Hospice has come to my best friend since adolescence home. He’s been on dialysis every other day for three years. We went in the U.S. Navy at the tail end of ‘Nam on the buddy plan. About half way through our enlistment he started having kidney problems.
Fast forward 2 transplants, skin cancer, lung cancer and various sundry ailments, torments and treatments later and there you have it. We have had an ongoing discussion over the years on matters of the spirit, God, religion and such. He’s a self-proclaimed agnostic.
“I’ve just always figured … we’re here and then we’re not,” he said on the phone the other day.
“The thing is,” he continued, “ I just want to keep having one more cup of coffee with Lillian.” (His wife and caretaker) “I just want to look out this window and see another sunrise.”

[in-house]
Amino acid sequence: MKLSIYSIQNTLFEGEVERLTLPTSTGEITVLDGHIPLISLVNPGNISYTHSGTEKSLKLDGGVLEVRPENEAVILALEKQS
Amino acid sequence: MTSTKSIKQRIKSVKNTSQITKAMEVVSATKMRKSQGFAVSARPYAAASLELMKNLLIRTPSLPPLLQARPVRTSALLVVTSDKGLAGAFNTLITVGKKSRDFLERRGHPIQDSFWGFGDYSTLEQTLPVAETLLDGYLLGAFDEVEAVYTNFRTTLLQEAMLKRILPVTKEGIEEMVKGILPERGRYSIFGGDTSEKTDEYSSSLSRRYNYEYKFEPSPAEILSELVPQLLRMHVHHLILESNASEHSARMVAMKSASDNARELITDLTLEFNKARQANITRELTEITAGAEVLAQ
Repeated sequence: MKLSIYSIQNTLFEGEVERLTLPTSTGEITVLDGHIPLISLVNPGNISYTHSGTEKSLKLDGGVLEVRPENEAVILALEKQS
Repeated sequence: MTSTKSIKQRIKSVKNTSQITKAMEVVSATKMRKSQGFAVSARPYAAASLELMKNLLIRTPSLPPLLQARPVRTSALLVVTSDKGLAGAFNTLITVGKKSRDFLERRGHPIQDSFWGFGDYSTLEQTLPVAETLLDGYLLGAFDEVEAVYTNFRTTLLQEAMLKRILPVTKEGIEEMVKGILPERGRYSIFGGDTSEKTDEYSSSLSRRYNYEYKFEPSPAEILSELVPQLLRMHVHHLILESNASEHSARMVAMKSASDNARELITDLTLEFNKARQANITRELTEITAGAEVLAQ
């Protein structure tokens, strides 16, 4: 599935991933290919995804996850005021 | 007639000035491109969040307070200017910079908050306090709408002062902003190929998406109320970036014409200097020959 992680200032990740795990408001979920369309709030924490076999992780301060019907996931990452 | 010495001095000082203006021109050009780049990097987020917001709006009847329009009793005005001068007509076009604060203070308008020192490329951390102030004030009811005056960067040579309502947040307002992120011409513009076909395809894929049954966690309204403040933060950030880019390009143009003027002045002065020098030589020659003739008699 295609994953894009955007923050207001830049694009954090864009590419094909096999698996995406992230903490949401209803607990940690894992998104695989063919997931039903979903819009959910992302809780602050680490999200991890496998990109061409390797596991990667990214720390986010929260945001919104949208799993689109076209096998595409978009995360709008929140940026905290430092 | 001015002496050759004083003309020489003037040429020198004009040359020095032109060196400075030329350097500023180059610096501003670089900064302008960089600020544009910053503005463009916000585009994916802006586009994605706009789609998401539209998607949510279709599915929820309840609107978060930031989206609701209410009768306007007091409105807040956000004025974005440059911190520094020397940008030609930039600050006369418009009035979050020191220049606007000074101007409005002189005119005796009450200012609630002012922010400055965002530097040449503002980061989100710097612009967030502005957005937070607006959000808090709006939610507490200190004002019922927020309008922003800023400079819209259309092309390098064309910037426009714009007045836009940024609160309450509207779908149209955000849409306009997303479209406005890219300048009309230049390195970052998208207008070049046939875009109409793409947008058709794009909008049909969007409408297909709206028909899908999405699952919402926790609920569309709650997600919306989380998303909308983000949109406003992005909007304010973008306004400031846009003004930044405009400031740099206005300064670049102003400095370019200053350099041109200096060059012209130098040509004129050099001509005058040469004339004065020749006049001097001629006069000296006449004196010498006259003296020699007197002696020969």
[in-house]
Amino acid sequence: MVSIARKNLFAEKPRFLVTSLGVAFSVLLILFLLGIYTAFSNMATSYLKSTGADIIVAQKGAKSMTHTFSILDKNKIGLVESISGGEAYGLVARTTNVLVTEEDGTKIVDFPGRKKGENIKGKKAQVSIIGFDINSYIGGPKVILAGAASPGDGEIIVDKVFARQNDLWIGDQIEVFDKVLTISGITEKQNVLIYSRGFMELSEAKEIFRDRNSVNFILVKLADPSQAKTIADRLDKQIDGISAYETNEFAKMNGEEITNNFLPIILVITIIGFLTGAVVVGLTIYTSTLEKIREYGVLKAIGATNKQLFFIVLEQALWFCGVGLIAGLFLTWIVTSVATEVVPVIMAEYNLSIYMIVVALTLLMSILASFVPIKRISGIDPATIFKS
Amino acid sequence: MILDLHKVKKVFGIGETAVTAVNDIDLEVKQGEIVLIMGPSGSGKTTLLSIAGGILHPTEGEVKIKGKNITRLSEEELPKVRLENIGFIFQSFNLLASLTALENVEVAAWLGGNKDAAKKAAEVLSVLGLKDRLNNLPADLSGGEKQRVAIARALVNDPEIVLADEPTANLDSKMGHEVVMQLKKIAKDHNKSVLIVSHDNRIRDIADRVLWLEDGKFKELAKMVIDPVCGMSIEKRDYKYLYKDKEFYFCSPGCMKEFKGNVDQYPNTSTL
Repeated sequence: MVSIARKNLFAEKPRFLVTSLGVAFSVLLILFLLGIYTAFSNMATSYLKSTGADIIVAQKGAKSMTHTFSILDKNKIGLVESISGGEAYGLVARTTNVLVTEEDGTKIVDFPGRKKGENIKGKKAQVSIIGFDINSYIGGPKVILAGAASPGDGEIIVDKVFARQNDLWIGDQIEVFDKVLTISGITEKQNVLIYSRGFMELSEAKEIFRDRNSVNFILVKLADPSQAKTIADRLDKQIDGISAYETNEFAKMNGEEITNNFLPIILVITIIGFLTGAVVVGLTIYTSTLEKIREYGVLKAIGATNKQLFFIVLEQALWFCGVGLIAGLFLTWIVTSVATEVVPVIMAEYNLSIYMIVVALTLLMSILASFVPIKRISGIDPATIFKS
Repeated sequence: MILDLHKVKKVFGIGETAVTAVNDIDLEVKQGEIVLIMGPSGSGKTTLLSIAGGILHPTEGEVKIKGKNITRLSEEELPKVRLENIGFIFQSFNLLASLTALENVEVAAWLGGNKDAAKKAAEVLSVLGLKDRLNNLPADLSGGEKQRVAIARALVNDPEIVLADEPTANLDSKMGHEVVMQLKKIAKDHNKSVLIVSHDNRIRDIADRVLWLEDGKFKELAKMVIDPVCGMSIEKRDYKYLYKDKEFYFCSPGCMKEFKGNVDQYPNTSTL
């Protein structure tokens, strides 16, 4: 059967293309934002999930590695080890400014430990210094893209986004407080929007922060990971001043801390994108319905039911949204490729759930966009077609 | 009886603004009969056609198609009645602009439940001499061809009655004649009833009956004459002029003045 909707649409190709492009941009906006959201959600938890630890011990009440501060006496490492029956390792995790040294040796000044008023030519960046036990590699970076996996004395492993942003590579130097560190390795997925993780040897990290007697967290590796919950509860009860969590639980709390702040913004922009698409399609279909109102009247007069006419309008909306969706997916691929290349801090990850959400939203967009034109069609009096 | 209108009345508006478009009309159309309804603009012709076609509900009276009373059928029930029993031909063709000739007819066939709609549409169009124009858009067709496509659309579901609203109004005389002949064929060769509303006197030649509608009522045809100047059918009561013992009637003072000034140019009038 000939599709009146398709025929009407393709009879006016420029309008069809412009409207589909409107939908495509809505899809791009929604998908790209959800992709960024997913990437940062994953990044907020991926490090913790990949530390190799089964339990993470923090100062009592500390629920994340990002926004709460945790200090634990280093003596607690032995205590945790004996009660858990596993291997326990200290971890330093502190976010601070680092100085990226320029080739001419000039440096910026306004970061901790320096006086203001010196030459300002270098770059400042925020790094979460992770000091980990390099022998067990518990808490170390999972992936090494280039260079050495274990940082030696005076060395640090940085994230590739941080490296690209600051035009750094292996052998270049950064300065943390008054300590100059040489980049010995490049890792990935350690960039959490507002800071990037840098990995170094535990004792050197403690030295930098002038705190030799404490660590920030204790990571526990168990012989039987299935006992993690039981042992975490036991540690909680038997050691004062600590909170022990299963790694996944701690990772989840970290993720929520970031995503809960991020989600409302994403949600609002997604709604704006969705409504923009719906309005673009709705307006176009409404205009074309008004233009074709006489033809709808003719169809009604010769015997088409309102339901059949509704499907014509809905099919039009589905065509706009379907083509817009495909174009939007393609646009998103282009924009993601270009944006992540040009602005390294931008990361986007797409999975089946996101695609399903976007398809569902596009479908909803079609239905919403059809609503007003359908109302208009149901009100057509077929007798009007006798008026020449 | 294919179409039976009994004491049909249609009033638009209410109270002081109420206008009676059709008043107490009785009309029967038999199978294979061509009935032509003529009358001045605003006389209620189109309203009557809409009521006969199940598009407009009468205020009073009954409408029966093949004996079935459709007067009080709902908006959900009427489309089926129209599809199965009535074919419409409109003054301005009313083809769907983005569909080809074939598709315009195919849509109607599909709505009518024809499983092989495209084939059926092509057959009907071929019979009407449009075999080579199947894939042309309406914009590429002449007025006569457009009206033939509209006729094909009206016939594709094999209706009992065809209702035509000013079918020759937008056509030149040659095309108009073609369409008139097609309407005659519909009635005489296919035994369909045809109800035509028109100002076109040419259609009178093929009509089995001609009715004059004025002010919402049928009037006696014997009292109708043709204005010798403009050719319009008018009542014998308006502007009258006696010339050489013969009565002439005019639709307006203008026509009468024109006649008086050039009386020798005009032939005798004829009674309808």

“I know you’re tired, man.” I said.
“Oh yeah, I’m plenty tired and you wouldn’t believe how frail I’ve become but I LIKE it here.”
I’ve always wondered how he kept on; transplants, dialysis, hospitals, doctors, shots and needles, pain and discomfort. Not just for while but for his entire adult life. His comments have echoed though and I see a hint of the source of his perseverance.
I’ve always believed in an “afterlife”. No doubt … no friction … just and evolving faith that assures another reality … another place of expanded awareness that I can call “resting with God.” So if I was suffering like Randy I’d just want to go home, I think. I’d want to let go of the pain and surrender into the universe that is abiding faith.
For him it is an end. For me, I suspect it would be a new beginning. So I’ll go see him three hours away most likely to say goodbye. We are both survivors of violently alcoholic fathers. I think we became codependent for many years. If I could give him anything it would be the hope and assurance that it’s not over. He gets another chance … another cup of coffee with Lillian.